In Collserola, high levels of nocturnal feeding activity were detected throughout the night almost until dawn, possibly in response to food scarcity during the summer period. Other studies in Mediterranean areas have demonstrated a reduction in mobility and an increase in time spent on foraging as a response to food shortage and high population density (Massei, Genov, Staines & Gorman 1997a). In our study, population levels were also known to be higher in 1998, when data were collected on nocturnal activity, than in other years (S. Cahill, unpubl. data). Seasonal movements by wild boar have also been reported as a response to food shortage (Belden & Pelton 1975, Singer, Otto, Tipton & Hable 1981), although home-range size, which tends to be higher for wild boar inhabiting more arid environments (Gabor, Hellgren, Van Den Bussche & Silvy 1999, Boitani et al. 1994), has been shown to decrease during such periods in enclosed populations where migration is not possible (Massei et al. 1997a). In Collserola, long-distance seasonal migrations to outlying areas with better foraging are also seriously limited by the barrier effect of transport infrastructure and urban development beyond the periphery of the park. The higher mean altitude at which groups of wild boar were detected during May than in other months prospected (June–September), together with an increase in the proportion of movements detected during the month of June, might reflect a shift in nocturnal foraging activity closer to cooler and more humid valley bottoms where food availability is likely to be greater than higher up on drier slopes during summer. Daily movements are frequent in wild boar due to distinct spatial and habitat requirements for safe day-time refuge areas and nocturnal foraging sites (Boitani et al. 1994). This may particularly be true for certain groups of individuals, and females with piglets, for example, have been seen to avoid insecure areas (Spitz & Janeau 1995). In Collserola, the important levels of movement activity detected at the beginning and end of the night clearly indicate such daily migrations between day-time resting and night-time feeding areas, although as yet little information is available on the preferred habitat type for refuge areas. Studies carried out on other wild boar populations occupying similar environments in Mediterranean regions indicate that forest is the preferred day-time refuge habitat type and that activity is mostly nocturnal, showing a shifting seasonal pattern in line with sunset and sunrise (Boitani et al. 1994). The relative scarcity of some preferred habitat types for foraging, such as agricultural areas, valley bottoms and riparian woodland, might also increase the need for further movements during the night between distinct foraging sites. Hourly movements of wild boar have been shown to increase when food is scarce (Singer et al. 1981), and in Collserola Park minor peaks of movement activity were detected during the middle hours of the night, which possibly reflect changes from one foraging site to another as patchy resources are depleted.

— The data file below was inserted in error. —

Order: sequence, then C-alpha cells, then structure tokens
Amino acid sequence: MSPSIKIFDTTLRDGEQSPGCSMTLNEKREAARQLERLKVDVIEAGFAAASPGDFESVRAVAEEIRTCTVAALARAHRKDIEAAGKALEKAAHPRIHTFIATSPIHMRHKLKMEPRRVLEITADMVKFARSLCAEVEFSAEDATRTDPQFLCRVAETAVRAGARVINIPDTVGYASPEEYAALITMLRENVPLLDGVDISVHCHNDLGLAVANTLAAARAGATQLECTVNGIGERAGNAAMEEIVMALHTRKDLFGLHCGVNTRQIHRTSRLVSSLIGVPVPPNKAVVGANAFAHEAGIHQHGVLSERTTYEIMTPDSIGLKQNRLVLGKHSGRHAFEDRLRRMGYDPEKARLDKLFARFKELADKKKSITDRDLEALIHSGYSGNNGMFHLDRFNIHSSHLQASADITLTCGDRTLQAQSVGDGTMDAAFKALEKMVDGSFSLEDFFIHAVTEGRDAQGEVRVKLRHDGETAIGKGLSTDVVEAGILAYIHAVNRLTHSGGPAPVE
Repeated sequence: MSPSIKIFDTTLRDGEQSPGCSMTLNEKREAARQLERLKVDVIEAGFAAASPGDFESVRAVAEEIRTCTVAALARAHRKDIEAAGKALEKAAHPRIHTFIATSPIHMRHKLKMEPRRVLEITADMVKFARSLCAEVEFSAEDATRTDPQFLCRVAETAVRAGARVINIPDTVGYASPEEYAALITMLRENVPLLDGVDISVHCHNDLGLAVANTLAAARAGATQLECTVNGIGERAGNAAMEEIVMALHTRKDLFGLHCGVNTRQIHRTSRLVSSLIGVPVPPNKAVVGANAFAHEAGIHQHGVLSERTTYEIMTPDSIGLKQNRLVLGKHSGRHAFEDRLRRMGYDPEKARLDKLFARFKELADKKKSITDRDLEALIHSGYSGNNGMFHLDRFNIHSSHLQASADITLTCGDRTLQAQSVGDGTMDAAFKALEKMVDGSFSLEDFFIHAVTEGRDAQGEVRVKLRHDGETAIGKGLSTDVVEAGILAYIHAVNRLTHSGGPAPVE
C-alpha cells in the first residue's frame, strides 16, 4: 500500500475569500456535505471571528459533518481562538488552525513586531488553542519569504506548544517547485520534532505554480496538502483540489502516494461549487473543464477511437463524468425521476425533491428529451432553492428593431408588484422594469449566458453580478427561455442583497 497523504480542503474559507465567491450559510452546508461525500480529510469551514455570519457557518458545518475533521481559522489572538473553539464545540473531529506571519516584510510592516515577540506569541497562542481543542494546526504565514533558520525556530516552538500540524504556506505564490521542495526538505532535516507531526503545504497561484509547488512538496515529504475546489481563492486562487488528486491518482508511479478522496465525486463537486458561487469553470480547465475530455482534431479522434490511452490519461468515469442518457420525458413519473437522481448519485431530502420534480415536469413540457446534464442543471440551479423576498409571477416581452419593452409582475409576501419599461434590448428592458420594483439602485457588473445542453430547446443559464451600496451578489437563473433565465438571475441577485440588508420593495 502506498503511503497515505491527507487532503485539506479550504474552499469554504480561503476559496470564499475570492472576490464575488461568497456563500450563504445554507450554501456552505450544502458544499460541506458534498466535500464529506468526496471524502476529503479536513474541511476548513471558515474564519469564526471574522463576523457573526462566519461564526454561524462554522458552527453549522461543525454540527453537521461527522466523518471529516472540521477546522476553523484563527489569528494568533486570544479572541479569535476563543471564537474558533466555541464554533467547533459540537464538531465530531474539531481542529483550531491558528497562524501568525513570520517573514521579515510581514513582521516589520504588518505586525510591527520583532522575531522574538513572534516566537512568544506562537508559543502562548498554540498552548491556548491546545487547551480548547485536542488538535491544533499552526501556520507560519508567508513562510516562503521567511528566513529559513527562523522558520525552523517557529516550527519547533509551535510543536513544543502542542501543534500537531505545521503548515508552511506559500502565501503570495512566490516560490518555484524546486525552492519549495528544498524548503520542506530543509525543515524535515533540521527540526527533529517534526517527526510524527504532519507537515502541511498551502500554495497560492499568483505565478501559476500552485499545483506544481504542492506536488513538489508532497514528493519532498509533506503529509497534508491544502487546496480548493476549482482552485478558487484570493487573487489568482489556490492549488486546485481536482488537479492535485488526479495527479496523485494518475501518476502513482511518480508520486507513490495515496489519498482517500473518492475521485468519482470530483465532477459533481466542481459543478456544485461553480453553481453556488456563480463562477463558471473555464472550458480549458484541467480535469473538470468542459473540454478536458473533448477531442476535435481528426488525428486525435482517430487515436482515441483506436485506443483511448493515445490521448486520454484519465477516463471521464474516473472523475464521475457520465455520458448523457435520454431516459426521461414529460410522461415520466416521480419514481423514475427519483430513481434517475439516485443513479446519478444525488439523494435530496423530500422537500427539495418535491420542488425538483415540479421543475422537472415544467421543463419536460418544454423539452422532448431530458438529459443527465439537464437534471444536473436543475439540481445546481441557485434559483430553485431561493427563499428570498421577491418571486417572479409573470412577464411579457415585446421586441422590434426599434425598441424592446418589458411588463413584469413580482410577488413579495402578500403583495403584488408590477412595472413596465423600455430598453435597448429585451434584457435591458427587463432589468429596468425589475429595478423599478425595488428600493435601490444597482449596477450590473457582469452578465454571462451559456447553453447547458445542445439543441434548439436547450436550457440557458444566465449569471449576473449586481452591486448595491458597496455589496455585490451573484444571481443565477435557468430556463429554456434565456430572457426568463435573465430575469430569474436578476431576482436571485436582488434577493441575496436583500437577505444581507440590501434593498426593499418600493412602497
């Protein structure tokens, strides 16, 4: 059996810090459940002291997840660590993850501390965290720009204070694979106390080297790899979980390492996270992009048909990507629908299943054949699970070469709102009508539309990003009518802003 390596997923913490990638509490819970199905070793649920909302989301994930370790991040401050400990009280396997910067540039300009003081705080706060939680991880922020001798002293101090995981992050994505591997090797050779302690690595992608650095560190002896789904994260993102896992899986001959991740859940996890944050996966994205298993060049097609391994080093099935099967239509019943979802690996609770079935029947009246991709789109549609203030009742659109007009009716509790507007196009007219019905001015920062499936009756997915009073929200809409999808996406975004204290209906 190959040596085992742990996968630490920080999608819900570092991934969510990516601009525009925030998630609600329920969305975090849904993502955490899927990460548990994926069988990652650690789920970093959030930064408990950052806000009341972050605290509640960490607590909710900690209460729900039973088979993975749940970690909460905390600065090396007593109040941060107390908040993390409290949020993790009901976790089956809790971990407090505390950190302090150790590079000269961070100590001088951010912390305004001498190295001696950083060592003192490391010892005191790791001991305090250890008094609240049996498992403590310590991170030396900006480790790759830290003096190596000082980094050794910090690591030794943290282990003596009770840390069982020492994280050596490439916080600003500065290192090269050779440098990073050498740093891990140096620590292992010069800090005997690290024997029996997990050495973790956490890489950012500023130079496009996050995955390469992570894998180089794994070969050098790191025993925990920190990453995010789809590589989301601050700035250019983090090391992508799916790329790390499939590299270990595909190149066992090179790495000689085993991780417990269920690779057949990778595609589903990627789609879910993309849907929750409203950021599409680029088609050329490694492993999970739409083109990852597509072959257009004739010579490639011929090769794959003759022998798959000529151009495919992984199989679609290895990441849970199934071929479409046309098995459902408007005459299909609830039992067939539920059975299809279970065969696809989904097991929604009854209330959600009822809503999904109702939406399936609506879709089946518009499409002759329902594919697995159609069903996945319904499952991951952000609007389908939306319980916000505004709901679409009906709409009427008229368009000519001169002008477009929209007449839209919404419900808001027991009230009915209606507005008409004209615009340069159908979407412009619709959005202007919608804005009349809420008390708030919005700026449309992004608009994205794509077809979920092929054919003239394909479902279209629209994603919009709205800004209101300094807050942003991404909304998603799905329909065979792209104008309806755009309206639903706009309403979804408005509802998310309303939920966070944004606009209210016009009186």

A patchy distribution of preferred foraging sites has obvious implications for the spacing and activity patterns of wild boar, particularly during the critical summer period. In a metropolitan context, such as that of Collserola, further reduction in the availability of key habitats due to, for instance, the abandonment of small-scale agricultural activities, increased urbanisation and inaccessibility caused by barriers, may oblige wild boar to increasingly turn to other anthropogenic food sources in suburban areas during periods of food scarcity. At these places, their presence is already causing concern because of increased risk of, e.g., road traffic accidents, disturbance and damage in residential areas and habituation to people. Due to landscape, social and ecological changes, ungulates are an increasingly growing source of conflict in urban residential areas where efficient population control measures are more difficult to apply (Doerr, MeAninch & Wiggers 2001, Whittaker, Manfredo, Fix, Sinnott, Miller & Vaske 2001). In the case of wild boar, effective population control using traditional hunting methods can be either limited (Boitani, Trapanese, Mattei & Nonis 1995) or conflictive, and there is a growing need for alternative approaches based on integrated management of populations and problems at both landscape and social levels (e.g. land use management, education and application of mitigation measures). As such, it is important to guarantee the preservation of, and access to, preferred key habitats within the park in order to ensure the long term sustainability of the wild boar population in harmony with human presence and activities in this highly anthropogenic environment where migration to and from outlying natural areas is not at present an option due to its isolation.